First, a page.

Review: Dreams of Gods & Monsters by Laini Taylor

Friday, April 18, 2014 12:54 PM
Title: Dreams of Gods & Monsters
Author: Laini Taylor
Published: April 8, 2014
Publisher: Little, Brown & Company
Series: Daughter of Smoke & Bone #3
Genre: Young Adult Fantasy
Pages: 613
Source: Purchased
Rating: 3 stars
Goodreads | Amazon | Barnes & Noble

*Warning: This book review contains spoilers for Daughter of Smoke & Bone and Days of Blood & Starlight*
“Once upon a time, an angel and a devil pressed their hands to their hearts

and started the apocalypse.”
―Laini Taylor, Dreams of Gods and Monsters

Synopsis 
By way of a staggering deception, Karou has taken control of the chimaera rebellion and is intent on steering its course away from dead-end vengeance. The future rests on her, if there can even be a future for the chimaera in war-ravaged Eretz.

Common enemy, common cause.

When Jael's brutal seraph army trespasses into the human world, the unthinkable becomes essential, and Karou and Akiva must ally their enemy armies against the threat. It is a twisted version of their long-ago dream, and they begin to hope that it might forge a way forward for their people.

And, perhaps, for themselves. Toward a new way of living, and maybe even love.

But there are bigger threats than Jael in the offing. A vicious queen is hunting Akiva, and, in the skies of Eretz ... something is happening. Massive stains are spreading like bruises from horizon to horizon; the great winged stormhunters are gathering as if summoned, ceaselessly circling, and a deep sense of wrong pervades the world.

What power can bruise the sky?

From the streets of Rome to the caves of the Kirin and beyond, humans, chimaera and seraphim will fight, strive, love, and die in an epic theater that transcends good and evil, right and wrong, friend and enemy.

At the very barriers of space and time, what do gods and monsters dream of? And does anything else matter? (Goodreads)
My Thoughts
With deep regret and sadness, I read the final pages of Dreams of Gods & Monsters and finished a beloved series. As this trilogy comes to a close, I am left feeling conflicted. While I couldn't help but admire Taylor's gorgeous writing style, as always, I also had higher expectations. I was hoping that the ending would leave me feeling hollowed out as if I had lost something precious. I wanted tears; I wanted to cry from the aching beauty that is Taylor's writing. Instead, I felt like the final book in this trilogy was kind of a letdown compared to how much I loved Daughter of Smoke & Bone and Days of Blood & Starlight.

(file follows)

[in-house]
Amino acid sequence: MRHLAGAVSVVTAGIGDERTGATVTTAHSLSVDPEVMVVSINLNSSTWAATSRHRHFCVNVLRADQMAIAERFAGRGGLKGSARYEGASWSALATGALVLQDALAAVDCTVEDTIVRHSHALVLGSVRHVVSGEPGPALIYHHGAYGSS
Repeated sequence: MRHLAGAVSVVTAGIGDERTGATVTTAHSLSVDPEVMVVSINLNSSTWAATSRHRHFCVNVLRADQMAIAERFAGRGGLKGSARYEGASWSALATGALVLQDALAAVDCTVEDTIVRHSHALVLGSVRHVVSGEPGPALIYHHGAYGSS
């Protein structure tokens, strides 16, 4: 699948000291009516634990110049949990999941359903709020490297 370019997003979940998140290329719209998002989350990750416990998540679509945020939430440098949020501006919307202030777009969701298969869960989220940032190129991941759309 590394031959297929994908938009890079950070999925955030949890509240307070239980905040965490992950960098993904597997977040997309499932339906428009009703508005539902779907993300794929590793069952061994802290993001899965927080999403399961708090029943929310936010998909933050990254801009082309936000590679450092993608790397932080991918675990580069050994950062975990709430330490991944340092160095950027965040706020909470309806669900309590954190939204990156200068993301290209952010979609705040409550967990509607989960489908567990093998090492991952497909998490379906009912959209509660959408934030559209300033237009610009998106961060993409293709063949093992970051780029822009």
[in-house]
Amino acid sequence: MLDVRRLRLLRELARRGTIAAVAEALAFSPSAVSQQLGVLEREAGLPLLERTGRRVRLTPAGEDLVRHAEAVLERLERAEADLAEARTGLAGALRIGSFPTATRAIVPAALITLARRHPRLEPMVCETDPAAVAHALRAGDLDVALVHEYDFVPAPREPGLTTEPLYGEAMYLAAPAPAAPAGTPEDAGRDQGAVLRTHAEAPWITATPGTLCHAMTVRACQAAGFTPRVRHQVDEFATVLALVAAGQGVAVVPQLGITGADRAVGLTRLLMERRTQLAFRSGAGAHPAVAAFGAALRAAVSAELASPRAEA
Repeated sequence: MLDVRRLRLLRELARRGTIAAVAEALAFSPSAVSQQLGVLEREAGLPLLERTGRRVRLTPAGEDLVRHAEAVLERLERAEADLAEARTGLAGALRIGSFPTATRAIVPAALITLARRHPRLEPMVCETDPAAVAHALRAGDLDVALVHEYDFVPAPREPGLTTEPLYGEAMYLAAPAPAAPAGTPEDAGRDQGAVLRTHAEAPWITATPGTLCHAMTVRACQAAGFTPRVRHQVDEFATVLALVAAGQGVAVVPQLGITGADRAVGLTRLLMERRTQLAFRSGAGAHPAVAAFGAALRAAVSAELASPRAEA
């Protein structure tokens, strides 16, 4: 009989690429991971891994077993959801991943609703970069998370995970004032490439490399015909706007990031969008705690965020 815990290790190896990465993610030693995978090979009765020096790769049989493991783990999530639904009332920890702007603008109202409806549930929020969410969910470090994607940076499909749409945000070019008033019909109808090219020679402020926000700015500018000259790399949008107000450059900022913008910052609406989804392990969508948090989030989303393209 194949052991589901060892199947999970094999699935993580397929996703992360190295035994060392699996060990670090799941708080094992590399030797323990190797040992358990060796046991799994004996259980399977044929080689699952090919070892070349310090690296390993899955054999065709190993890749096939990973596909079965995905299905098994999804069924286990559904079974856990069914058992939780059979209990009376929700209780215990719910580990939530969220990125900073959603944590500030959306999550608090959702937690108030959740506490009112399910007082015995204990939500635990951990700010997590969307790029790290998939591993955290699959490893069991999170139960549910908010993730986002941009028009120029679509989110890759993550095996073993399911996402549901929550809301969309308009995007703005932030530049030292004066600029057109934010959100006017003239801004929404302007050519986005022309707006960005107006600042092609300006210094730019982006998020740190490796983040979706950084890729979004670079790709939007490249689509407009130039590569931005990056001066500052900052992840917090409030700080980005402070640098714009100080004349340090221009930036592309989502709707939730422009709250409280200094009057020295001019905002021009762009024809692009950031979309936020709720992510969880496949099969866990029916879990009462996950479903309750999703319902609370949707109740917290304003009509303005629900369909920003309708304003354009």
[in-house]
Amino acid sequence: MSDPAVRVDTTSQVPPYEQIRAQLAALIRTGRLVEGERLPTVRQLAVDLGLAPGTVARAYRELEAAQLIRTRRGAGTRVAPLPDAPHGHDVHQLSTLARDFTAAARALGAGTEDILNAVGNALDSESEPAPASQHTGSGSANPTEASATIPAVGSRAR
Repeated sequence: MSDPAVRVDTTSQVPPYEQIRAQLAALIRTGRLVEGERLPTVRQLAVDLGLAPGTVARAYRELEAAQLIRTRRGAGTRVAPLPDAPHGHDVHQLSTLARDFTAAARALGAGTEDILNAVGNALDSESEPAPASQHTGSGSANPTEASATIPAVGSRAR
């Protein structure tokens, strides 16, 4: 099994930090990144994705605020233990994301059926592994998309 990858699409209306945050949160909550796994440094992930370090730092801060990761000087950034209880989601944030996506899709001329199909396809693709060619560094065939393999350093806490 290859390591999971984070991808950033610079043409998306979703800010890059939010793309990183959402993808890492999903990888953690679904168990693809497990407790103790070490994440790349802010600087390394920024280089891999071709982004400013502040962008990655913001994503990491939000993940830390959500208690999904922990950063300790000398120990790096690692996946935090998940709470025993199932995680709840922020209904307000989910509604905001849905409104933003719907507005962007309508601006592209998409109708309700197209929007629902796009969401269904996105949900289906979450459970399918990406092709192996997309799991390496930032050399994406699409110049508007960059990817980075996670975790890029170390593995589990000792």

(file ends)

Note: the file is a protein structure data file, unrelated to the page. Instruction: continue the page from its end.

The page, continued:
When Dreams of Gods & Monsters arrived, I was shocked at how MASSIVE it is. Okay, I may have exaggerated, but this book is much heavier than I was expecting. I'm not complaining. I enjoy reading longer fantasy books when the story fully captures my attention. Sadly, this was not the case with Dreams of Gods & Monsters. Unlike Daughter of Smoke & Bone and Days of Blood & Starlight where my eyes were riveted to the page from start to finish, I found it difficult to fully immerse myself in Dreams of Gods & Monsters. I felt like the pace didn't pick up until a little over halfway through, and it took me way longer than it should have to finish this book, and this wasn't because of the book's large size. For a large part of the book, the chimaera and the seraphim are slowly testing the waters and trying to unite their forces into one army. Yes, I understand this will go down in the history books, but after 200 pages, I was expecting more to happen. Maybe, some battles, some small wins for their side or losses. But mainly it was the same message reiterated over and over again: "We are the beginning".

Following the style of Romeo & Juliet, Karou and Akiva were the beginning of a new era, a time when chimaera and seraphim could love one another, and I could understand what this means for the future they dreamed of. But Taylor kind of beat this message to death, repeating the same line constantly: "We are the beginning". After the first couple of times, it became tiresome, and I felt like its meaning was sort of lost upon me. I felt like this message didn't need to be explicitly stated, as Taylor could have taken a subtler route.